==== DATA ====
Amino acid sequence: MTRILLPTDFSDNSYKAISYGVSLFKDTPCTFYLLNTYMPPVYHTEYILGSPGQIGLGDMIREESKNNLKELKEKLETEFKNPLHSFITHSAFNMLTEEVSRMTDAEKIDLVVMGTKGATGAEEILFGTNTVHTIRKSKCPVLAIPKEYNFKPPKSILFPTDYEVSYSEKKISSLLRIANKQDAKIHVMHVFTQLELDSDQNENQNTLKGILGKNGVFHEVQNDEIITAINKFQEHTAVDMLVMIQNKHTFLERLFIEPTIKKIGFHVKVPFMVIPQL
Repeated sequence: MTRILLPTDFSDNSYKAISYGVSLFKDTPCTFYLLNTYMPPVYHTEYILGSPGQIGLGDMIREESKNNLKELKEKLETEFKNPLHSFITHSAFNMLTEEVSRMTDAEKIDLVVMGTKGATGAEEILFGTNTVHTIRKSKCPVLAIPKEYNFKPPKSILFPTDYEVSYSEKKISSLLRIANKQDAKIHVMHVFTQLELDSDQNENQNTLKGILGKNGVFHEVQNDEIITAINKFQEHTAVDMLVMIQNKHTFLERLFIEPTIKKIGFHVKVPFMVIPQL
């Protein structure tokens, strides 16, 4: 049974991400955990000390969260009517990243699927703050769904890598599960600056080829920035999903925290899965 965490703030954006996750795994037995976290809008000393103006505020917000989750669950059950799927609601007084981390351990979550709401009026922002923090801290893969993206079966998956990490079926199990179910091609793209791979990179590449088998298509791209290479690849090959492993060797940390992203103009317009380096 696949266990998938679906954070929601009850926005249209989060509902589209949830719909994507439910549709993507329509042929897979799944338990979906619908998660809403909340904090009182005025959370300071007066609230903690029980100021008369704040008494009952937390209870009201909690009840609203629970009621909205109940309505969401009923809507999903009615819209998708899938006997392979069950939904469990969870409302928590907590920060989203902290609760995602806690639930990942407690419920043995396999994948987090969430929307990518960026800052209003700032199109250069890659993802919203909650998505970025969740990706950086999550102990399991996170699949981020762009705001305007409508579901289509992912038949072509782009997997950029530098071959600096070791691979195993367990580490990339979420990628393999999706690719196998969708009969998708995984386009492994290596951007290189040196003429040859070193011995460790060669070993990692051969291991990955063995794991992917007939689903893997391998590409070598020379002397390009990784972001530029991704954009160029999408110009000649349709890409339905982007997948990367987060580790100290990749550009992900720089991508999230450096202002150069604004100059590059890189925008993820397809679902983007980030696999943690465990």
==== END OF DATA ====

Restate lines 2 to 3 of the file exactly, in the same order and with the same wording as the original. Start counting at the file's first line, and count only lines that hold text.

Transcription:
Repeated sequence: MTRILLPTDFSDNSYKAISYGVSLFKDTPCTFYLLNTYMPPVYHTEYILGSPGQIGLGDMIREESKNNLKELKEKLETEFKNPLHSFITHSAFNMLTEEVSRMTDAEKIDLVVMGTKGATGAEEILFGTNTVHTIRKSKCPVLAIPKEYNFKPPKSILFPTDYEVSYSEKKISSLLRIANKQDAKIHVMHVFTQLELDSDQNENQNTLKGILGKNGVFHEVQNDEIITAINKFQEHTAVDMLVMIQNKHTFLERLFIEPTIKKIGFHVKVPFMVIPQL
């Protein structure tokens, strides 16, 4: 049974991400955990000390969260009517990243699927703050769904890598599960600056080829920035999903925290899965 965490703030954006996750795994037995976290809008000393103006505020917000989750669950059950799927609601007084981390351990979550709401009026922002923090801290893969993206079966998956990490079926199990179910091609793209791979990179590449088998298509791209290479690849090959492993060797940390992203103009317009380096 696949266990998938679906954070929601009850926005249209989060509902589209949830719909994507439910549709993507329509042929897979799944338990979906619908998660809403909340904090009182005025959370300071007066609230903690029980100021008369704040008494009952937390209870009201909690009840609203629970009621909205109940309505969401009923809507999903009615819209998708899938006997392979069950939904469990969870409302928590907590920060989203902290609760995602806690639930990942407690419920043995396999994948987090969430929307990518960026800052209003700032199109250069890659993802919203909650998505970025969740990706950086999550102990399991996170699949981020762009705001305007409508579901289509992912038949072509782009997997950029530098071959600096070791691979195993367990580490990339979420990628393999999706690719196998969708009969998708995984386009492994290596951007290189040196003429040859070193011995460790060669070993990692051969291991990955063995794991992917007939689903893997391998590409070598020379002397390009990784972001530029991704954009160029999408110009000649349709890409339905982007997948990367987060580790100290990749550009992900720089991508999230450096202002150069604004100059590059890189925008993820397809679902983007980030696999943690465990």